Dec 14, 2015
Brazil’s rise as one of the two or three most prolific emerging economies in the world at the beginning of the decade is nothing short of impressive. However, within five years it faltered despite being positioned as host of the World Cup 2014 and the Olympic Games in 2016. Brazil has always been a bit of a roller coaster: sinking right after a hot run and surprising when the business world seems ready to give up on it for a while.
Still, much potential exists there because of a growing middle class and deep natural resource holdings, among other factors. To wit, a 2015 poll of NACM members identified Brazil as one of the top five places where companies were extending the most credit. Doing business there, like anywhere, just requires the proper preparation. These are among factors that should be considered when opening new credit relationships in Brazil:
Relationships: Relationships are always important to the credit-debtor dynamic. But in Latin and South American markets, it is even more noticeable than other parts of the world. The social influence on transactions is absolutely critical in Brazil, so business travelers must remember the local customs. For instance, Brazilians are spontaneous conversationalists and will frequently interrupt; Go with the flow—don’t display impatience or frustration.
Volatility: The middle years of the decade were no friend to those who hate surprises, as most credit managers usualy resemble. Its once popular president, Dilma Rousseff, held on in her bid for a second term but was dogged by allegations of mismanagement and impropriety after the election, causing ongoing unrest with the working class she used to champion. In addition, the nation’s largest company (oil/energy titan Petrobras) went bankrupt, also amid allegations of mismanagement and impropriety. But this is no ordinary bankruptcy because, aside from just size, so many other companies in the country were tied in some way to Petrobras and many will feel the hurt from the company’s fall from grace for years to come.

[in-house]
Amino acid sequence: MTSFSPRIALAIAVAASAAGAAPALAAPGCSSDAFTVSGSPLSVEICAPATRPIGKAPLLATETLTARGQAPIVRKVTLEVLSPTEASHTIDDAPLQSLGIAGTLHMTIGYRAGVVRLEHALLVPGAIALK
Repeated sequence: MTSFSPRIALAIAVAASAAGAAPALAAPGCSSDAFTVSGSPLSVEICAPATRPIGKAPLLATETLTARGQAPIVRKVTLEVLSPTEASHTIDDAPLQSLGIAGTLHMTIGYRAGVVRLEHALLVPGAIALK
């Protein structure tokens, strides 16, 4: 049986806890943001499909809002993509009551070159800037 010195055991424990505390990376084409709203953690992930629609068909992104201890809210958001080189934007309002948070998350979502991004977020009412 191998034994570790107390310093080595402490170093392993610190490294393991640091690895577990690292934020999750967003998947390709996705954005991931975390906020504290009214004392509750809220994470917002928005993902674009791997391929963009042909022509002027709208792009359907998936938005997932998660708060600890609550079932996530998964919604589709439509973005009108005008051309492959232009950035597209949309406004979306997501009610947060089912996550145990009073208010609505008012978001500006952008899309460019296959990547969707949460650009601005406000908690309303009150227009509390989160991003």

Bankruptcy Law: Bankruptcy law in Brazil has always been considered debtor-friendly. In 2013, the pendulum shifted even more away from creditors’ favor, especially those based out of country. The process now calls for drastically elevated leniency for Brazilian-based companies struggling to pay debts. Those selling on open terms to a Brazilian firm that slips to insolvency can wait several years, even a couple of decades, until receiving even pennies on the dollar for what it owed. As such, due diligence and careful credit-granting consideration must be taken on new accounts.
Currency: The fluctuation of the Brazilian real has been pretty wild for aforementioned reasons, and inflation is an ever-present danger. Because of that, recouping the actual amount thought to be owed to businesses could be problematic once the currency is converted into the again-strong U.S. dollar. As investors have fled the euro and the Chinese yuan, they have moved back to the dollar, rendering it stronger than in some time. With the value of Brazil’s currency below where it has been for the better part of a decade, creditors/collectors need to adjust expectations and assumptions.
Originally Posted in May 2015